A headshot has one primary objective: showing your character through facial expression. The purpose is to show a casting director what your face looks like, because a lot can be told through the face.
Headshots are not body shots! The proper framing of a headshot is fairly close in, maybe only showing a small portion of the actor's shoulders. But leave room for cropping! Shoot wide enough so you can crop 8x10 format (most cameras shoot 4x6, which is equivalent to 8x12, meaning you need to chop 2 inches off the sides (or bottom and top if you shoot portrait).
Also, remember that you don't want to shoot so far away that the quality deteriorates after cropping. Just try to frame the headshot so that the head and a bit of shoulders is visible. Also, know whether your actor needs portrait or landscape pictures, meaning if the camera is vertical or horizontal. This helps to determine your framing as well.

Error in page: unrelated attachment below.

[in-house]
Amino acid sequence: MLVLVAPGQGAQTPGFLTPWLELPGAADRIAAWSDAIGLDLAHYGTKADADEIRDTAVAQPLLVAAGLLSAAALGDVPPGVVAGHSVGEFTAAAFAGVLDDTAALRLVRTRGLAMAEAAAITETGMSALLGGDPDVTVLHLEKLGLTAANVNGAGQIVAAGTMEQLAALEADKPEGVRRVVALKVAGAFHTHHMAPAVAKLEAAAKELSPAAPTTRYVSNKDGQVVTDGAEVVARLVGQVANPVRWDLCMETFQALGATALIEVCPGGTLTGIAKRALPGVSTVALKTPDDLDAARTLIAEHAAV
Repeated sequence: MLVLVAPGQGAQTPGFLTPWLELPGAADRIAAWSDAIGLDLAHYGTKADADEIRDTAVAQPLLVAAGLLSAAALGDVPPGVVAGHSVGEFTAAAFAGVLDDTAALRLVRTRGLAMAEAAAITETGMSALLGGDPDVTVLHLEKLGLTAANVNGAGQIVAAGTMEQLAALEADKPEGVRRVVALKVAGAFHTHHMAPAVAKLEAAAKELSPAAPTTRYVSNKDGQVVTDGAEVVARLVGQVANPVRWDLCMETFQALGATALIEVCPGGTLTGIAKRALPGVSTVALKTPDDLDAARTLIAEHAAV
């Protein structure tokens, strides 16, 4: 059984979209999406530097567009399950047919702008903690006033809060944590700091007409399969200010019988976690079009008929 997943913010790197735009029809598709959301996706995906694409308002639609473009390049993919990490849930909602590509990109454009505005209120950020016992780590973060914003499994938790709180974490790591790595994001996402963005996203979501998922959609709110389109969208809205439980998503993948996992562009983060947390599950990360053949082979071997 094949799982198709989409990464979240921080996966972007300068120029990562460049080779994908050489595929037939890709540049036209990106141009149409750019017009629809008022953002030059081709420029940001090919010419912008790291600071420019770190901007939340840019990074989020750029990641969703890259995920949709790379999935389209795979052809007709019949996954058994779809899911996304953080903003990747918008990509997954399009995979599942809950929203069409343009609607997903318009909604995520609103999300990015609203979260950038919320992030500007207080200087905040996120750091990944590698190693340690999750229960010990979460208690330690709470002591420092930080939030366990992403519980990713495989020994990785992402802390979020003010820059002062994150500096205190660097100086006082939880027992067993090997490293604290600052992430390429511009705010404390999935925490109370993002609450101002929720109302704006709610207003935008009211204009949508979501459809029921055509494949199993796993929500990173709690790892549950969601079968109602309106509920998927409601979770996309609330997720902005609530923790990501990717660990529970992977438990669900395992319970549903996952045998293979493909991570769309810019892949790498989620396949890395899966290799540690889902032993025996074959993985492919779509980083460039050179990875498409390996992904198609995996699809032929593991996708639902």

Sometimes though, headshots might be framed wider than just the head. But really, the best way to decide what framing you need besides the standard that I explained above is to think about what roles the actor best plays, and then determine if a certain framing is going to help your actor fit in the role better. For example, an overbearing mother role might be really tight in with a little bit of distortion around the sides... Maybe use a slight wide-angle lens. On the other hand, playing a sad, lonely character might entail shooting a little bit farther back, using a little bit of space to emphasize the loneliness. But these techniques must be extremely subtle!!!! The primary purpose of the headshot is to show the face. You don't want an artistic picture that detracts from the headshot's primary goal, otherwise your actor won't get any calls, and you wont have a returning client. Not to mention referrals.
Good luck becoming a headshot photographer!
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